Kickboxing’s loss was undoubtedly golf’s gain. Ruangkit flourished with age and experience and he soon learned how to deliver knockout blows of his own on the fairways, winning five times on the Asian Tour - including the Thailand Open for the second time in his career at the age of 47 – and finishing runner on the Asian Tour Order of Merit in 1997.
Having won the US Champions Tour Qualifying School in 2006, Ruangkit appeared destined for a Senior career on the other side of the Pond but he struggled to adapt to life in America, while he was also hampered by a finger injury.
Surgery rectified the latter problem and enabled him, at 53 years and 82 days, to almost become the oldest winner in Asian Tour history, losing in a play-off to Australian Darren Beck at the Brunei Open in 2009.
He was, however, to get his hands on a trophy when he returned to the Empire Hotel and Country Club in Brunei in March, landing the killer punch in the play-off with Minoza to claim a maiden Senior Tour victory that sparked his most memorable of years.
Unsurprisingly Ruangkit, who is also Chairman of the Thailand PGA, picked up the Senior Tour Rookie of the Year Award too and, after Kevin Spurgeon had claimed his own maiden title in the season opening Mauritius Commercial Bank Open, the pair set something of a trend for first time winners in 2010.
Former Ryder Cup players Gordon Brand Jnr and Barry Lane captured their respective first titles in the Matrix Jersey Classic and Cleveland Golf/Srixon Scottish Seniors Open, the former success helping Brand Jnr reach a career high of fourth on the Order of Merit, while Marc Farry also made the transition from European Tour winner to Senior Tour champion, claiming both the Handa Irish Senior Open presented by Fáilte Ireland and the Cannes Mougins Masters – an event the Frenchman helped promote.
Other first time champions included George Ryall and Domingo Hospital, winners of two events which appeared on the schedule for the first time in 2010 – the Van Lanschot Senior Open and Sicilian Senior Open respectively; David J Russell, who after nine runner up finishes captured the De Vere Collection PGA Seniors Championship; and Gary Wolstenholme, one of Great Britain and Ireland’s most successful amateurs who triumphed on just his second Senior Tour appearance in the lucrative Casa Serena Open.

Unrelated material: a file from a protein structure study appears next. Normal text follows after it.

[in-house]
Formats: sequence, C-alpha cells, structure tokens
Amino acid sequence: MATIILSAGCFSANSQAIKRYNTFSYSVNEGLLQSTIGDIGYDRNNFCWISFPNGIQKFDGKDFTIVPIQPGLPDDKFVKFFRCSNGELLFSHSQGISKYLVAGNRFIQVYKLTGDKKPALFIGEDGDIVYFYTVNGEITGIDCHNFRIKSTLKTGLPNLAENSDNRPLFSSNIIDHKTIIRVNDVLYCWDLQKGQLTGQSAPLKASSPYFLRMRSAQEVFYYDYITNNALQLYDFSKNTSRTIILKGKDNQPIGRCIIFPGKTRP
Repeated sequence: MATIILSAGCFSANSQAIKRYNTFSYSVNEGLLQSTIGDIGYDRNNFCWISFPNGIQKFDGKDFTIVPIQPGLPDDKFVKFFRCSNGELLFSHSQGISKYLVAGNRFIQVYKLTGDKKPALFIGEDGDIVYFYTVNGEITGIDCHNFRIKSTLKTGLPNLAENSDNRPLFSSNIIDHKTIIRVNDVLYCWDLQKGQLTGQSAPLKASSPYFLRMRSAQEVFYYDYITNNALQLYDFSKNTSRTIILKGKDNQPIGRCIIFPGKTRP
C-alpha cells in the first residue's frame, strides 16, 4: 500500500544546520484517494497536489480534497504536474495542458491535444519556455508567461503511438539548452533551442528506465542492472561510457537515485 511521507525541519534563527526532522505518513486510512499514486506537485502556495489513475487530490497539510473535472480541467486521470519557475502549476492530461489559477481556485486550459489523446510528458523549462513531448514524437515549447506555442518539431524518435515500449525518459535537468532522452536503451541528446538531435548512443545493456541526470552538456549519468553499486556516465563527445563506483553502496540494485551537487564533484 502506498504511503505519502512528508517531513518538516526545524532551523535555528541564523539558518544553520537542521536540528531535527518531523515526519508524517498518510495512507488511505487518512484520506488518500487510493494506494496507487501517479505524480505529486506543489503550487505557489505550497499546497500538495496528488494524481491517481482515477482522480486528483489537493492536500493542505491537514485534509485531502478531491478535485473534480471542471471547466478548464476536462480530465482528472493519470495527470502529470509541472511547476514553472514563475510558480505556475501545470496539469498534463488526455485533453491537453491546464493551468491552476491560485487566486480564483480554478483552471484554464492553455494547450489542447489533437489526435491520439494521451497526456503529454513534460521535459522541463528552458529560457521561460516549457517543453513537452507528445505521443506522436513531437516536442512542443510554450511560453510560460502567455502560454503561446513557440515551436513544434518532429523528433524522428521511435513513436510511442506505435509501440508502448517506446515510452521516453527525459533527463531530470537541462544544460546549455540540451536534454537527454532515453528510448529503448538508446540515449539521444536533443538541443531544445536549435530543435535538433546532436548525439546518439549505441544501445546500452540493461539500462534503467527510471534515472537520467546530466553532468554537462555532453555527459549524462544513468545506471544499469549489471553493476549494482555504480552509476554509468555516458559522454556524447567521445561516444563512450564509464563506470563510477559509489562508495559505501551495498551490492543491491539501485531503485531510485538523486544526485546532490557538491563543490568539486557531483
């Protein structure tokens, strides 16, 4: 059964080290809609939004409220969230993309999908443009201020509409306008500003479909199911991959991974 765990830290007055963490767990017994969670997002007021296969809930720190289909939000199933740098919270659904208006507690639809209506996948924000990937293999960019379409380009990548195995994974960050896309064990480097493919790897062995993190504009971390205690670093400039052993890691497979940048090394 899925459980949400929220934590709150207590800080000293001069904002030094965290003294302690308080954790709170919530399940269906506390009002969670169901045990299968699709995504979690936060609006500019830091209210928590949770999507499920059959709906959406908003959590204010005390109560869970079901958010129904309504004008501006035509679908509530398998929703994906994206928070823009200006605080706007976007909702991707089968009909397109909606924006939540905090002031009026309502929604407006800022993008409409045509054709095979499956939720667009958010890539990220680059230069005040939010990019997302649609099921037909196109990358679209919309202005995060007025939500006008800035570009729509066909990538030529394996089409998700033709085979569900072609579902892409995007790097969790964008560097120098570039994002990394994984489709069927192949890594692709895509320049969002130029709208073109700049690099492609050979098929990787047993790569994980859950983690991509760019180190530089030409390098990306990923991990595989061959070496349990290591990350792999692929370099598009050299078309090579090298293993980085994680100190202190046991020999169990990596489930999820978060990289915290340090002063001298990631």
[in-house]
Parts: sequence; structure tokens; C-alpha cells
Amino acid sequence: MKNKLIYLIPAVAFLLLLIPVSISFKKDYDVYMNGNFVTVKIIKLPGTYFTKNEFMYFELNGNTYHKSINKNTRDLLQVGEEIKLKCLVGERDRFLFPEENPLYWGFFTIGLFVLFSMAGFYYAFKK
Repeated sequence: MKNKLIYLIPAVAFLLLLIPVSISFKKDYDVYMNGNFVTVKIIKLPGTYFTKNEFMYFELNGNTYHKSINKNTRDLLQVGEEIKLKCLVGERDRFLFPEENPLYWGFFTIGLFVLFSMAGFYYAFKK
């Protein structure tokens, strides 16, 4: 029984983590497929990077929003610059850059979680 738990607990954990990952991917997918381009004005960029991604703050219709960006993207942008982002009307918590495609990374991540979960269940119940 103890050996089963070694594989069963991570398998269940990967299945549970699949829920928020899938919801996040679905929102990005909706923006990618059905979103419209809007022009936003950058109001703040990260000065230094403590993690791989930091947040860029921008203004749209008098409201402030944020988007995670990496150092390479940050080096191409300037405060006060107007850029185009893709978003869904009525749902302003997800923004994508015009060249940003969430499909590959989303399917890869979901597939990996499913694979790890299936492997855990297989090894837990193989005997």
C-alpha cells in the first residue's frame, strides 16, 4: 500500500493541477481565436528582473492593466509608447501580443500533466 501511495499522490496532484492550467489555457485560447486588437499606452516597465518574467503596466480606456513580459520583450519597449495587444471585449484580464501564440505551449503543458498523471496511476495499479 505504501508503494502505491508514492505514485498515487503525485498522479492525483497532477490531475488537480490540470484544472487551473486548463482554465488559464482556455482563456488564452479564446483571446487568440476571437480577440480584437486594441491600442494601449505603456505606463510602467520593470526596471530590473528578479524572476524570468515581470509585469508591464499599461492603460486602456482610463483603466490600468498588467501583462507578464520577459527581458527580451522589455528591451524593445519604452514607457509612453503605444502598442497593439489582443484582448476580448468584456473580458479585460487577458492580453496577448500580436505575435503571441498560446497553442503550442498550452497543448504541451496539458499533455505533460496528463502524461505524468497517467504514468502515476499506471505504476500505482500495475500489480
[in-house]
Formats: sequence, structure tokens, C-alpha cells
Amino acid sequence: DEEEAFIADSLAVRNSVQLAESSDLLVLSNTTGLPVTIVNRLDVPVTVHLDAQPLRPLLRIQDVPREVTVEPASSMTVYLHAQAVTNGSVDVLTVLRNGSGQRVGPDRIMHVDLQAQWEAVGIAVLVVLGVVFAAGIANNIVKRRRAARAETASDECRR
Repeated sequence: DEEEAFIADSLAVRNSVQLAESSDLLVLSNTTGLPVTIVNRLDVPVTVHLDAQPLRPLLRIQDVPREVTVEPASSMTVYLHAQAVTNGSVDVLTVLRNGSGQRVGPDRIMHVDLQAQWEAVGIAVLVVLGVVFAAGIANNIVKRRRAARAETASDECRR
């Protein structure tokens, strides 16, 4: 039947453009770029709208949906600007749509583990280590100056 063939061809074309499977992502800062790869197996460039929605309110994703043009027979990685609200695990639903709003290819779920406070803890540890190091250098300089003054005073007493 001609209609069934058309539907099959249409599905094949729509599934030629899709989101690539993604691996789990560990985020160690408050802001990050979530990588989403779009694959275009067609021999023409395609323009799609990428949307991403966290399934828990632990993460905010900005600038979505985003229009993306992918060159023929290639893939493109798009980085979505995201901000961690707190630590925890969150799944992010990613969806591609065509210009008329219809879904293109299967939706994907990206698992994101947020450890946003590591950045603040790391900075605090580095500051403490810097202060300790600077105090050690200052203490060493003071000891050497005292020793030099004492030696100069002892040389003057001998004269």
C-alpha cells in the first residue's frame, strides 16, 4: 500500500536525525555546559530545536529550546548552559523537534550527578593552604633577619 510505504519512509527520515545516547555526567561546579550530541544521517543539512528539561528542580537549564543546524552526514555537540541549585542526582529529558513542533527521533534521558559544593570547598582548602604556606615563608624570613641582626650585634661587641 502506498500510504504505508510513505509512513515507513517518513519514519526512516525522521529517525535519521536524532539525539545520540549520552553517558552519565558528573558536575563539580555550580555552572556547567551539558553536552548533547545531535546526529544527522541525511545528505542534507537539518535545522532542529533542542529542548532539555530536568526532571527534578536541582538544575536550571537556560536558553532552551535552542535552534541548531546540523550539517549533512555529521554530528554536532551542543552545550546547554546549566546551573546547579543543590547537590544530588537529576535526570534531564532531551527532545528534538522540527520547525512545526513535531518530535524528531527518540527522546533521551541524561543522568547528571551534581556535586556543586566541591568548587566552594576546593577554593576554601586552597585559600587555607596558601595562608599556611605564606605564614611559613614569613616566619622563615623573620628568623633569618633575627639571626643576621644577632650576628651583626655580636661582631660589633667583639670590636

Elsewhere, several players continued their winning ways, none more so that Bernhard Langer, the two time Masters Tournament winner and former Ryder Cup Captain, who ended his search for a Senior Major in spectacular style, winning The Senior Open Championship presented by MasterCard at Carnoustie, holding off Corey Pavin in the process, before crossing the Atlantic to win the US Senior Open in Seattle the following week. It was the highlight of an exceptional year for the German who also continued his domination of the US Champions Tour, not only topping the Schwab Cup points race for the first time but also winning Player of the Year and Money List honours for the third consecutive season.
Another former Ryder Cup Captain, Tom Lehman, landed the season’s first Senior Major when he edged out Fred Couples and David Frost in a play-off to win the US Senior PGA Championship in Colorado, while other men to enjoy the feel of silverware in their hands on a Sunday night were Bill Longmuir (Handa Senior Masters presented by The Stapleford Forum), John Bland (Ryder Cup Wales Seniors Open), Des Smyth (Travis Perkins plc Senior Masters) and Mike Cunning, who brought the curtain down on the season with his victory in the OKI Castellón Senior Tour Championship.
There was also an historic 23rd Senior Tour title for the prolific Carl Mason in the Bad Ragaz PGA Seniors Open, as the Englishman equalled Tommy Horton’s ten year old record for the most victories on Tour, on his way to completing the top five on the 2010 Order of Merit.
While that remarkable benchmark might be out of Boonchu Ruangkit’s reach for the foreseeable future, the Thai’s own achievements would imply that his defence of the John Jacobs Trophy in 2011 might be somewhat harder to breach than his guard in the boxing ring.
The European Tour
Reproduced from The 2011 European Tour Yearbook and you can order your copy here